The class of 2013 has seen a tragic, defining theme in each of our years at Cornell. Our freshman year saw a cluster of suicides, sophomore year untimely deaths of classmates, a string of bias incidents junior year and sexual assaults this fall. These incidents are frightening and often begin conversations throughout campus about reform and where to go from here. For the first time, though, I see more than just talk. I see action happening throughout campus across multiple spectrums. From the Assembly for Justice to the People’s School to the Student Assembly’s Illuminate the Night to Scorpions X — it’s happening. I don’t necessarily agree with each message or every means of communication. I am both happy and proud, though, that students are organizing themselves to take meaningful steps towards solutions in whichever ways they see most appropriate. We are beginning conversations, which up until now, happened mostly behind the closed doors of conference rooms or solely in the company of good friends.Though for those students that do not subscribe to one of the already established campaigns or organizations, the path to gain access to administrators is limited and unclear. From students, professors and alums, we often hear that “students are passive.” We don’t care about anything, apparently. But maybe that’s a result of the bureaucratic tangle that is this University. Maybe students just don’t know where to start, so their ideas or critiques die in their pre-natal states. Perhaps, if the University and its vast resources were more easily accessible, this campus would be a different place.Currently, no consistent, open forum exists to engage students. This is especially interesting to me because Cornell so often brands itself as an institution dedicated to public service. Just last week, the University produced a video entitled “Cornell’s Land-Grant Mission and the Spirit of Public Engagement.” The video features photos of Cornellians doing inspiring work throughout the world, which is exciting. But when looking inwards to our campus life, this mantra falls flat. Branding Cornell as a place committed to building communities and giving back seems far fetched on such a top-down, hierarchical campus.It seems this happens often. The University’s image of Cornell and reality are disconnected. The sentiments and the ideas presented are often positive and even motivational, but don’t translate into concrete action. In his most recent column, President Skorton wrote, “I invite input from the entire Cornell community.” Great! But, how? How are we engaging students?Due to our large size — 10 colleges and schools, 745 acres, over 20,000 students — this place can be hard to manage and even harder to navigate. Understandably, a long history of bureaucracy and “big red tape” makes it challenging for students to make their voices heard or turn ideas into realities. How are students practicing their civic responsibilities without the appropriate venue to do so?Let me clarify: There is some student involvement and interaction with Day Hall. However, those meetings are few and far between. And furthermore, they require titles: Student Assembly President, Panhellenic President, senior Daily Sun Editors. By no means should these people be excluded. But the message we’re sending is a dangerous one. We are creating a community in which students must acquire titles to acquire relevance. We’re creating a divisive student culture where certain people have access and others don’t. We have, if you will, a select group of “campus leaders,” that absolutely deserve to be included in conversations, but should not be the only ones invited to the table.I see a large distance, a nearly impossible inertia, between the students that bring life to this campus and the administrators that shape the direction of the University. It’s not that I expect students to be consulted for every little decision. That’s infeasible. I am not suggesting that Vice President Murphy or Dean Hubbell guide students directly through their initiatives. But they have insight and knowledge to the University that nobody else does. When we, as students, get the opportunity to pick their brains about ideas we have, they can direct us to the appropriate resources. We leave every four (or so) years. The fleeting institutional memory of student organizations makes it difficult to pass on the knowledge one gains about “how things work” and “who can help you make things happen” without having a student or administrative mentor of sorts. The problem isn’t that we don’t have resources; it’s that we don’t know what they are or how to access them. We need administrators and staff members to play a fundamental “dot-connecting” and “people integrating” role.When we speak about creating a “caring community” or “changing campus culture,” these processes cannot persist successfully if lead by a select handful of voices. What makes someone a leader? What makes a student important or relevant enough to be invited to a meeting? Cornell is an endlessly complex place. We need to create more concrete, constant, accessible means of interaction between administrators and students.We need a consistent, structured, open forum through which we can express our ideas and thoughts about what is happening on this campus. Yes, the administration has hosted a number of themed meetings recently — about sexual assault, about bias and about safety. But these are reactive responses to crisis. What about a monthly “town hall” forum, where students could bring any concern to administrators and then be advised with whom to work with to move their ideas along? It doesn’t just have to be about emergencies or tragedies. It could be about academic concerns or extracurricular needs.As President Skorton expressed in a recent column, “Yet honest conversation pursued with openness, rigor, civility and a commitment to work together toward resolution, imperfect though it may be, is an essential step in building a more safe and caring community.” Where are these conversations happening? Who is being invited? Who isn’t? I invite you to ponder these questions and perhaps, to think about how we address “public engagement.”We are told we will be innovators, problem solvers, leaders. We can do it! “Be the change you want to see in the world.” Well, how? How do we expect students to leave Cornell feeling equipped and empowered if even within the University, we see the same systems of exclusion recreated?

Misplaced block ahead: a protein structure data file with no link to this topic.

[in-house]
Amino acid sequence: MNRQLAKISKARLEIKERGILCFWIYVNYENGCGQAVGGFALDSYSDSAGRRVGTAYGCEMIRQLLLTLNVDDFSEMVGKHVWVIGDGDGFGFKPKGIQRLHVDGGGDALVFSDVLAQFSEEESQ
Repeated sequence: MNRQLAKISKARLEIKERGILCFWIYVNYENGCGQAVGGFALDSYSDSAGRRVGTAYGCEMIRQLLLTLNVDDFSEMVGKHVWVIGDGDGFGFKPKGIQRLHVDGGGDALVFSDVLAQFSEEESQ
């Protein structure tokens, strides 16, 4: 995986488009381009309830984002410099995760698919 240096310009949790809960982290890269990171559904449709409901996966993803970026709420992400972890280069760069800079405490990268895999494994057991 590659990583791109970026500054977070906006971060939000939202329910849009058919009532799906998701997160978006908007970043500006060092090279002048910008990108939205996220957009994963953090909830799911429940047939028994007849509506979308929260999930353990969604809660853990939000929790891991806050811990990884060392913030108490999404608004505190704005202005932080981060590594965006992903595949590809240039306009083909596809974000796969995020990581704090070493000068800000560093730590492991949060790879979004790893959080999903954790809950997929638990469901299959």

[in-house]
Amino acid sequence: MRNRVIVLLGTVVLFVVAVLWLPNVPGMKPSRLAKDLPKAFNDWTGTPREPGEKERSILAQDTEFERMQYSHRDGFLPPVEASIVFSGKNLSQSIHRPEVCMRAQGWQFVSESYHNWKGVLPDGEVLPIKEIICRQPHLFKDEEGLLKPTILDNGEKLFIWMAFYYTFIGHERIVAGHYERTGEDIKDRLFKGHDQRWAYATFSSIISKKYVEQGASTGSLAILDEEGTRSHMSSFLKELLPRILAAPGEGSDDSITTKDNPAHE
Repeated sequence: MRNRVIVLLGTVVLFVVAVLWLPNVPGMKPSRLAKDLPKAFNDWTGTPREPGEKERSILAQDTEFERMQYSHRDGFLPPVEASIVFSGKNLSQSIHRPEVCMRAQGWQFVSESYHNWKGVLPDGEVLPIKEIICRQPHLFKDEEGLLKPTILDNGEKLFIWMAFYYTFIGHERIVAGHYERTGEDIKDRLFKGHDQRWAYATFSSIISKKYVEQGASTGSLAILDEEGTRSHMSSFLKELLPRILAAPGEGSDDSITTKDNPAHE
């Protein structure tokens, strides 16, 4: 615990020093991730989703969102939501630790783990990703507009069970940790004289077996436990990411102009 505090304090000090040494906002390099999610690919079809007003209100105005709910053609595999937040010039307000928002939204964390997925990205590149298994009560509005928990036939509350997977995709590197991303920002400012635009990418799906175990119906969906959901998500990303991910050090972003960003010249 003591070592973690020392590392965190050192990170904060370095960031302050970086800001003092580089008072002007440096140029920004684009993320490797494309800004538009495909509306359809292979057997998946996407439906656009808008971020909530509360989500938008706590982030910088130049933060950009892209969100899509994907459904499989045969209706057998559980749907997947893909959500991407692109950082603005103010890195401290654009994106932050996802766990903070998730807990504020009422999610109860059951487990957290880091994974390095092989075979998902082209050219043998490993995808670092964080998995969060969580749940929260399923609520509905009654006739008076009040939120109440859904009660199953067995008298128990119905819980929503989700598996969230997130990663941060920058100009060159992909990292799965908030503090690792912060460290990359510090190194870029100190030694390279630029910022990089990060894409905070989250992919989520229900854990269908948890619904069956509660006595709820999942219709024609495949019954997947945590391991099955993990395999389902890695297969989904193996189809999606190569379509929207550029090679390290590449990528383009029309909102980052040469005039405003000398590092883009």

Katerina Athanasiou is a senior in the College of Art, Architecture, and planning. She may be reacched at email@example.com. Kat’s Cradle runs alternate Thursdays this semester.
Original Author: Katerina Athanasiou